Boldness means turning small opportunities into a big one. Doug told me, “We’re taking a clear strategy in developing customers’ business, working as closely as we can with manufacturers and wholesalers. We see what we can do for them, not only in terms of downstream deliveries, but also upstream; where does their product come from and can we support that? Where else do they sell their product, who else do they sell it to? It’s not just about the UK; if they’re also exporting we can support that.
“We’re beginning to make some pretty decent headway. This is a sector we only entered in Q1 this year, after the TNT departure on the expanding ammunition. We now rank some of the big manufacturers and wholesalers as solid customers with whom we are increasingly doing business other than the delivery of their UK product to gun shops. That was where we started, but it’s already got bigger than that.”
This growth is essential for CTS’s involvement in the gun trade. Doug explained to me how the company was looking to build its stake. “The reality is, for us distribution is not massively exciting because that’s not our business model. We’re a heavy end military service provider, who works directly with the MOD. That’s our heritage, that’s our history. Delivering expanding ammunition to high street shops is not our core business. Nonetheless we’ve managed to bring compliance to a sector that is going through some pain, and that’s given us an opportunity to develop additional business. If we can do enough business with our new customers then we’re all happy and it becomes mutually beneficial. The gun shop that wants to deliver a single two kilo box of ammunition? There’s no money in that for anyone, quite candidly.”
For Doug, it’s crucial that a cultural change takes place that enables him to work with the gun trade. The stringent regulations imposed by the section 5 classification mean that CTS can’t operate as previous services did.
“The big manufacturers and wholesalers have been used to being able to sell next day delivery,” he told me. “Customers have become complacent, expecting that level of service. Free of charge freight is also a bit of a nonsense. There’s no such thing. Transportation is an expensive commodity.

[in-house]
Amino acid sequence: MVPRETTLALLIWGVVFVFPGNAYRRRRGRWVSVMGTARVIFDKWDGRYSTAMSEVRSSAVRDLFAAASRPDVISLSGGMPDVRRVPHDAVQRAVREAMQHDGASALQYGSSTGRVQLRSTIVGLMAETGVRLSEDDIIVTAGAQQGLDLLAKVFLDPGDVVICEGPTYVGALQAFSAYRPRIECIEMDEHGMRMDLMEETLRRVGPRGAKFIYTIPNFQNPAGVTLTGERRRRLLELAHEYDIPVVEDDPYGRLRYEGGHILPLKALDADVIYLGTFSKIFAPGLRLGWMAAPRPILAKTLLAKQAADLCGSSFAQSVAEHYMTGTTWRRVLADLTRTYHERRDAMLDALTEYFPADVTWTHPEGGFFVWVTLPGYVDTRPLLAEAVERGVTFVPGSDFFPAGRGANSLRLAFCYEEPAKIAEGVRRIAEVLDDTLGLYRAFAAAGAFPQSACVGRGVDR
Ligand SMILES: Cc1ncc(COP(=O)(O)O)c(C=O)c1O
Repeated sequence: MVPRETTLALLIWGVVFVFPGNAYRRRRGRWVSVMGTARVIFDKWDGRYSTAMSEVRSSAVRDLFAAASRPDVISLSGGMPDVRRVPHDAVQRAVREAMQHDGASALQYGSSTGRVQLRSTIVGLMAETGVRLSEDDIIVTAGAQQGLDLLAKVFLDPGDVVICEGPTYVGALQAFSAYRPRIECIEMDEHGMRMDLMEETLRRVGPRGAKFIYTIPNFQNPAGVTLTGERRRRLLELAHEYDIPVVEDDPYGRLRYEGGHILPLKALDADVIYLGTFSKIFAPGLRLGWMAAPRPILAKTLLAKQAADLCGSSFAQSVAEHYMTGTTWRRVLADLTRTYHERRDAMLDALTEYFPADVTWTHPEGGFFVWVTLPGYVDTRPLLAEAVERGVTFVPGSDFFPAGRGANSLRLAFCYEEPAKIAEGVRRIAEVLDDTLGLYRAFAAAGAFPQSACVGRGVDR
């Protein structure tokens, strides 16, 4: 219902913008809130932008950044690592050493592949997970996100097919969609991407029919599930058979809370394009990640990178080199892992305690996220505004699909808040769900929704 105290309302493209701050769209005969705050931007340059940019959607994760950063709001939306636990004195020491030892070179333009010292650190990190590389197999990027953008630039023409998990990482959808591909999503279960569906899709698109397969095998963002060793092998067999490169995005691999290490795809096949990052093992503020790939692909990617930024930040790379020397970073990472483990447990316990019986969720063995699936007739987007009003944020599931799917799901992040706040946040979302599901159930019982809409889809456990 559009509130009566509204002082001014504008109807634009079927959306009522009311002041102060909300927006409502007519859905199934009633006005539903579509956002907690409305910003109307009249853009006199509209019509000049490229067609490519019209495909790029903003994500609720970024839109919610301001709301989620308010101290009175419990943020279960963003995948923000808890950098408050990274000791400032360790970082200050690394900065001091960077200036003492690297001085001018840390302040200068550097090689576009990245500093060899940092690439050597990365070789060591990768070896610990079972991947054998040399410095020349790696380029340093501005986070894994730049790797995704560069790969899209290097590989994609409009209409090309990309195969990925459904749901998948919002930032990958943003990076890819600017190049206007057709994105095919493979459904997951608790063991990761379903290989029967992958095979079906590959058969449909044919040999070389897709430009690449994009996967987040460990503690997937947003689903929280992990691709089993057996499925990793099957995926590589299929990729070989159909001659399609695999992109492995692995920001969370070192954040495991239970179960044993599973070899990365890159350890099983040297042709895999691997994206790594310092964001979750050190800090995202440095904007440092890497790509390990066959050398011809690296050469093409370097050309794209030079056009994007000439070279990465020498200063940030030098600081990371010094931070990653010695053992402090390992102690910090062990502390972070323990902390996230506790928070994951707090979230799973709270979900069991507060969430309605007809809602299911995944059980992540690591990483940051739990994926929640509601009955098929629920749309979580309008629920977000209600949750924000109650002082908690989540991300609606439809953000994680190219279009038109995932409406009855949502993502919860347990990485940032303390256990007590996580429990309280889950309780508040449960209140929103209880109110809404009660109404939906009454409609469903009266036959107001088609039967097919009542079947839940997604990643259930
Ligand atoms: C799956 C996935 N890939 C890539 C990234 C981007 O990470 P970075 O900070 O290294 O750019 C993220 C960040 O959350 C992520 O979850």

“We’ve needed to explain that we’re going to have to do deliveries with a window of four or five days – even up to two weeks. We’re educating the market about the new normal, and I think we’ve done it reasonably successfully. There hasn’t been much push-back, and, candidly, if there was then it wouldn’t be something we’d be able to support. We have found the industry very understanding of our position. Even the gun shops, when we’ve explained to them what we do and why, have said ‘OK that seems perfectly sensible, we’re good with that’.”
BASC have had a role in getting this information out. “They’ve been able to share information with their membership about the service we’re providing and how it’s working,” Doug said. “They’re giving the sector confidence, because it was struggling. Probably parts of it still are, because either they are not comfortable, or they just don’t understand the problem. BASC are able to say, ‘OK, the service may look a little different, and it will be more expensive, but there is a compliant solution that allows you to continue to receive product’.”
Doug finished with a forthright summary of CTS’s strengths as a business. “We are not a network service provider; we typically work on a point-to-point courier basis,” he said. “As long as we’re picking up from the big inputters – the wholesalers and manufacturers – we’re able to consolidate that into volumes that make the collection justifiable and provide a delivery.
“Without support it’s not a sector that’s big enough in terms of section 5 goods alone. There have to be economies of scale. If we continue to bring in most of the major inputters, we can continue to provide a viable service. If those companies are able to help us with our other activities, then that guarantees them our continued interest.
“Assuming we can build and maintain volume, then going forward we have development plans for an up-country depot so we can cross-dock and operate fleets further North. That will make deliveries to that area faster and more efficient, because we won’t have to consolidate them in the same way. That’s part of our development plan. If the business is there then that will drive those plans.”
It sounds a lot like CTS are here to stay. “It’s an exciting sector,” said Doug. “We’re meeting new friends and it’s working well for us. There is a natural synergy.”